Has anyone seen Veith's post on phone conversations? Thought provoking.
I admit to feeling embarrassed calling specific people. Most of the embarrassment, though, seems to stem from a fear of being annoying or unwanted. I am alright with business calls, for the most part. One is expected to call about business, to straighten out one's affairs, and then to hang up. It's straightforward and no one objects. I enjoy getting personal calls, even though I'm often stilted, stammering and awkward on the phone. Personal-social calls tell me that the caller cares a lot. I mean, a TON. (It takes effort to carve out time for a call, and effort to maintain a conversation. It takes courage to reach out across the invisible miles to the unseen other and poke him/her in the shoulder. "Hey! Talk to me a bit. Please.")
Don't get me wrong. I like email. I appreciate email for the very reasons that at times I prefer phone conversations to email. With email one can precisely formulate one's words with deliberation, while phone conversations necessarily disallow deliberation. With email, one has a copy of what was said and can review the message at will to reassure one's self of the content and sender's meaning. With verbal messages, the words are distorted through memory. With email one has the opportunity to say much without interruption - to paint a landscape that takes concentration. A conversation necessarily involves a back and forth, a give and take. With email I personally am less inclined to hold back what I wish to talk about for fear that the other doesn't want to hear it. In a phone conversation or face to face conversation, I feel rude if I talk of myself uninvited, or talk long. The insidious little voice in my ear whispers that it doesn't really matter to anyone but me anyway - the listener is probably smiling and nodding politely with closed ear and thoughts afar. I could babble as well as any, but when I do, it leaves me feeling the emptier and more foolish because there is seldom a response that indicates anything other than the polite listener. Those who ask more, who draw me out, who respond genuinely, give me the best gift any humans have and I love them with a sinner's love (Even the pagans love those who love them). Among these are my father.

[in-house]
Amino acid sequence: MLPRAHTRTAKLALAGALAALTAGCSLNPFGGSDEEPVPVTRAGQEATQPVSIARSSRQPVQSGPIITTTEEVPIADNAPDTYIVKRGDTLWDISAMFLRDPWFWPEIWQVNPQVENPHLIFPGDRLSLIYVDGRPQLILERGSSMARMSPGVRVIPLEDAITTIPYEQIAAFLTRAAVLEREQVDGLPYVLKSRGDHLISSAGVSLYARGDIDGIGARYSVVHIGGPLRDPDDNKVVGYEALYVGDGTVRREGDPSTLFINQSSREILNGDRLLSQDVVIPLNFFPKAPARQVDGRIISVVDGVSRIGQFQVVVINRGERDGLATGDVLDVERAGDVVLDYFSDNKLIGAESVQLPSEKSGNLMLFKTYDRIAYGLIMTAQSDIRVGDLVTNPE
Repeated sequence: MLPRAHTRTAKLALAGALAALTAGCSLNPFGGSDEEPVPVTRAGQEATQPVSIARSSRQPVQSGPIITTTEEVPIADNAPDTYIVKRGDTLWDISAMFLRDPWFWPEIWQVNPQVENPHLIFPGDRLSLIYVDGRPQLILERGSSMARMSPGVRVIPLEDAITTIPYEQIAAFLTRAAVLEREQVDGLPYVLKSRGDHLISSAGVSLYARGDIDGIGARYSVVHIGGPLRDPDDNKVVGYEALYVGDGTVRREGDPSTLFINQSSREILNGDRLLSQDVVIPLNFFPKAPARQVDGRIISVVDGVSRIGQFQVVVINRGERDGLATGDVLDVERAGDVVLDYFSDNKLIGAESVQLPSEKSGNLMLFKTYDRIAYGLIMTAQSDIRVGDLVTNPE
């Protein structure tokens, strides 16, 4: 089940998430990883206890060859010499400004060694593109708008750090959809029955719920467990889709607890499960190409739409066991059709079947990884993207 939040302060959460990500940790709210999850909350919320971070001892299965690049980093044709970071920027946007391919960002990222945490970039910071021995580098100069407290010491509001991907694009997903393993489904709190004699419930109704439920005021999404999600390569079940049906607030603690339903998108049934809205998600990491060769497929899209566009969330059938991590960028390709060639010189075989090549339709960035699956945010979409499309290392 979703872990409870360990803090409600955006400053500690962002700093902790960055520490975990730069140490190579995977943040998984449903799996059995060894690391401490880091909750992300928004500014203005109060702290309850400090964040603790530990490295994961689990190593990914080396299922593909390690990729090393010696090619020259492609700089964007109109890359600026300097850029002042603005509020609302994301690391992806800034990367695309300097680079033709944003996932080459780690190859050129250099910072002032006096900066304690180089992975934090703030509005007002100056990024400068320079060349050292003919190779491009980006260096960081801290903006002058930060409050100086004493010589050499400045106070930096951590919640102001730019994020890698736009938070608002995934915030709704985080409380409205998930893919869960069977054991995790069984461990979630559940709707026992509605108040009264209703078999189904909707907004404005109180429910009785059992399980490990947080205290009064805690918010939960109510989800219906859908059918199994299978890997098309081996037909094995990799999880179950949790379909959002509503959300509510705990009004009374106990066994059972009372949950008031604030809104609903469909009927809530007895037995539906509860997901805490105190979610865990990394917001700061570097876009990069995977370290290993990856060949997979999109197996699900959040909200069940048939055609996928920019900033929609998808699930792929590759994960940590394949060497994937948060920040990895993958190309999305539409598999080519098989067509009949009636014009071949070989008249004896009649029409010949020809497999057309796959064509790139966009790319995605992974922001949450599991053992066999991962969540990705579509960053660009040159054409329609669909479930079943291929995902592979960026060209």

To sum up, I like phone calls because they are risky, unchoreographed, and pure grace. One must remember them in faith. I like email because I can control it, prepare it, return to it for (relative) certainty, and participate with low risk of rejection. Phone calls are dangerous because they put you in direct contact with another human being, their ambitions, aspirations, vocations, loves, hates, moods, babbling. Emails buffer you from all these things and put you in contact only with a mind - an almost disembodied mind - that can deal with you coolly as and when it will in a disembodied and removed manner.
As in the days of my infancy, blood and gore are more beautiful than unruffled clothes. The rag doll is more exciting than the stiff china maid. The fragile china makes one tingle with delight, while the disposable paper plate does not.